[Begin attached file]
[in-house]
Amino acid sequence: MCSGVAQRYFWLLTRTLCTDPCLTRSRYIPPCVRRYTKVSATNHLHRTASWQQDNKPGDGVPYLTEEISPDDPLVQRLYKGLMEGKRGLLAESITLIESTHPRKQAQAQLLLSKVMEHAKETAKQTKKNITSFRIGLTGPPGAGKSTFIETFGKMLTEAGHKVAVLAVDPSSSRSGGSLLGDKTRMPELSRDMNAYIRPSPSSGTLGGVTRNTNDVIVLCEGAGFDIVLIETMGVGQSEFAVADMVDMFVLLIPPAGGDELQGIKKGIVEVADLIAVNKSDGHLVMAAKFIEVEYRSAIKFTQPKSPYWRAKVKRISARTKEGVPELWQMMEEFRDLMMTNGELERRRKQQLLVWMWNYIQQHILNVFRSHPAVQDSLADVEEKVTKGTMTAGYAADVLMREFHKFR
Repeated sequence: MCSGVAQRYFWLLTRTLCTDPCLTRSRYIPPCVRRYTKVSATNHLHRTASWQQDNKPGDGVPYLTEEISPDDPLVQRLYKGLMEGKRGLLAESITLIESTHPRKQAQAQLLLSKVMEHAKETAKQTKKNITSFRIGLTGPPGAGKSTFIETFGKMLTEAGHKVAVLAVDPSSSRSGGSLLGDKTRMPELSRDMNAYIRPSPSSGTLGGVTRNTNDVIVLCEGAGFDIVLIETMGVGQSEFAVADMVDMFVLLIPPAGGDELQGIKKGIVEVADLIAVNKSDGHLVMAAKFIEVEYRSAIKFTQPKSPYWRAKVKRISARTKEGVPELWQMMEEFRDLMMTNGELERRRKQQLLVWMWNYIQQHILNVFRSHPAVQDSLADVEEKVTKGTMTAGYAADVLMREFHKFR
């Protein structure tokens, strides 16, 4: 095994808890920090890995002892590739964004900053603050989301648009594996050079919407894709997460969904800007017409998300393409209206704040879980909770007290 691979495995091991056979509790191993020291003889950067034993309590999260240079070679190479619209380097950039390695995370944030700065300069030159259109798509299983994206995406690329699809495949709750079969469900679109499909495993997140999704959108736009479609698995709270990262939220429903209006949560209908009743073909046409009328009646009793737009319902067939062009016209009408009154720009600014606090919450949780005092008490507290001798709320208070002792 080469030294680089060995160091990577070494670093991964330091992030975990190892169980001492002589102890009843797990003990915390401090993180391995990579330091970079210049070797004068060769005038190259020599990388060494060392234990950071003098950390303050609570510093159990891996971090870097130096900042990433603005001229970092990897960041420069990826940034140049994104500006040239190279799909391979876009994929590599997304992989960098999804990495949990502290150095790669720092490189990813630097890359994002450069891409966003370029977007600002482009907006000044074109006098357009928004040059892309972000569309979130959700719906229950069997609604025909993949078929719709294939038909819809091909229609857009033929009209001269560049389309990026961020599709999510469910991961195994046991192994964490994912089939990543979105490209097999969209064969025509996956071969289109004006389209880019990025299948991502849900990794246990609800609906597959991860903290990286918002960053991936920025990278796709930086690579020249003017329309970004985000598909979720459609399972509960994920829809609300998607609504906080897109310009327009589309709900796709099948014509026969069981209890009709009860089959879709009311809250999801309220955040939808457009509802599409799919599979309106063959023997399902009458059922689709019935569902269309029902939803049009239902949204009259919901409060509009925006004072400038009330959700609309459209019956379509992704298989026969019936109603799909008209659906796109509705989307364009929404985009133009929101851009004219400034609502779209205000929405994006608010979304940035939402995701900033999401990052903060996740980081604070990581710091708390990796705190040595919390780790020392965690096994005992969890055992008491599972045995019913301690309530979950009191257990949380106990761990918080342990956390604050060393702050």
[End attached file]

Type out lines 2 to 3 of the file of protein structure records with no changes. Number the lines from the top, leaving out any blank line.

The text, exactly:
Amino acid sequence: MCSGVAQRYFWLLTRTLCTDPCLTRSRYIPPCVRRYTKVSATNHLHRTASWQQDNKPGDGVPYLTEEISPDDPLVQRLYKGLMEGKRGLLAESITLIESTHPRKQAQAQLLLSKVMEHAKETAKQTKKNITSFRIGLTGPPGAGKSTFIETFGKMLTEAGHKVAVLAVDPSSSRSGGSLLGDKTRMPELSRDMNAYIRPSPSSGTLGGVTRNTNDVIVLCEGAGFDIVLIETMGVGQSEFAVADMVDMFVLLIPPAGGDELQGIKKGIVEVADLIAVNKSDGHLVMAAKFIEVEYRSAIKFTQPKSPYWRAKVKRISARTKEGVPELWQMMEEFRDLMMTNGELERRRKQQLLVWMWNYIQQHILNVFRSHPAVQDSLADVEEKVTKGTMTAGYAADVLMREFHKFR
Repeated sequence: MCSGVAQRYFWLLTRTLCTDPCLTRSRYIPPCVRRYTKVSATNHLHRTASWQQDNKPGDGVPYLTEEISPDDPLVQRLYKGLMEGKRGLLAESITLIESTHPRKQAQAQLLLSKVMEHAKETAKQTKKNITSFRIGLTGPPGAGKSTFIETFGKMLTEAGHKVAVLAVDPSSSRSGGSLLGDKTRMPELSRDMNAYIRPSPSSGTLGGVTRNTNDVIVLCEGAGFDIVLIETMGVGQSEFAVADMVDMFVLLIPPAGGDELQGIKKGIVEVADLIAVNKSDGHLVMAAKFIEVEYRSAIKFTQPKSPYWRAKVKRISARTKEGVPELWQMMEEFRDLMMTNGELERRRKQQLLVWMWNYIQQHILNVFRSHPAVQDSLADVEEKVTKGTMTAGYAADVLMREFHKFR